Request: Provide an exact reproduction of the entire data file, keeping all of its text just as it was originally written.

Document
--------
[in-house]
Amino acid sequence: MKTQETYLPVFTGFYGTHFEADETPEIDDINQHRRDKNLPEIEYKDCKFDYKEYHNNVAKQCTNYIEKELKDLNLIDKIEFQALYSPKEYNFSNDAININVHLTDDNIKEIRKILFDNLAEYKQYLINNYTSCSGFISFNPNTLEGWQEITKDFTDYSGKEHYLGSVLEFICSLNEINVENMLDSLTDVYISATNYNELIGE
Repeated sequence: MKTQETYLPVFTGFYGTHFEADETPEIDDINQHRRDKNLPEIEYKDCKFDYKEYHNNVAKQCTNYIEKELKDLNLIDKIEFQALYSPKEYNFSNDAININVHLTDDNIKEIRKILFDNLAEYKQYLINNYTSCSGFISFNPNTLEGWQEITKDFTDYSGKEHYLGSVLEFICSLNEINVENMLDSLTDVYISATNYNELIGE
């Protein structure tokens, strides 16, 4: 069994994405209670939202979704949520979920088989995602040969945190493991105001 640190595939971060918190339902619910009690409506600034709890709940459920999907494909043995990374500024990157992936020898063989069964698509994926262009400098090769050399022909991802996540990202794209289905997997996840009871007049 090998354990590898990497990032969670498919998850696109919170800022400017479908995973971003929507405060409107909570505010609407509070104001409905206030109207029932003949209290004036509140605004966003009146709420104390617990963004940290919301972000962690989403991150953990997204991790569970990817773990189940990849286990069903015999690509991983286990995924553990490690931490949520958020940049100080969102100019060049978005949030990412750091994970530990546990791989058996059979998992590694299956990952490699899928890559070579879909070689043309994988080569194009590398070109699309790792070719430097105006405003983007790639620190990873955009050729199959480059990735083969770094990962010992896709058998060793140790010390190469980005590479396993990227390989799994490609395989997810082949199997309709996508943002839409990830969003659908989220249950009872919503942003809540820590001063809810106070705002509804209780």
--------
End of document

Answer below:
[in-house]
Amino acid sequence: MKTQETYLPVFTGFYGTHFEADETPEIDDINQHRRDKNLPEIEYKDCKFDYKEYHNNVAKQCTNYIEKELKDLNLIDKIEFQALYSPKEYNFSNDAININVHLTDDNIKEIRKILFDNLAEYKQYLINNYTSCSGFISFNPNTLEGWQEITKDFTDYSGKEHYLGSVLEFICSLNEINVENMLDSLTDVYISATNYNELIGE
Repeated sequence: MKTQETYLPVFTGFYGTHFEADETPEIDDINQHRRDKNLPEIEYKDCKFDYKEYHNNVAKQCTNYIEKELKDLNLIDKIEFQALYSPKEYNFSNDAININVHLTDDNIKEIRKILFDNLAEYKQYLINNYTSCSGFISFNPNTLEGWQEITKDFTDYSGKEHYLGSVLEFICSLNEINVENMLDSLTDVYISATNYNELIGE
């Protein structure tokens, strides 16, 4: 069994994405209670939202979704949520979920088989995602040969945190493991105001 640190595939971060918190339902619910009690409506600034709890709940459920999907494909043995990374500024990157992936020898063989069964698509994926262009400098090769050399022909991802996540990202794209289905997997996840009871007049 090998354990590898990497990032969670498919998850696109919170800022400017479908995973971003929507405060409107909570505010609407509070104001409905206030109207029932003949209290004036509140605004966003009146709420104390617990963004940290919301972000962690989403991150953990997204991790569970990817773990189940990849286990069903015999690509991983286990995924553990490690931490949520958020940049100080969102100019060049978005949030990412750091994970530990546990791989058996059979998992590694299956990952490699899928890559070579879909070689043309994988080569194009590398070109699309790792070719430097105006405003983007790639620190990873955009050729199959480059990735083969770094990962010992896709058998060793140790010390190469980005590479396993990227390989799994490609395989997810082949199997309709996508943002839409990830969003659908989220249950009872919503942003809540820590001063809810106070705002509804209780």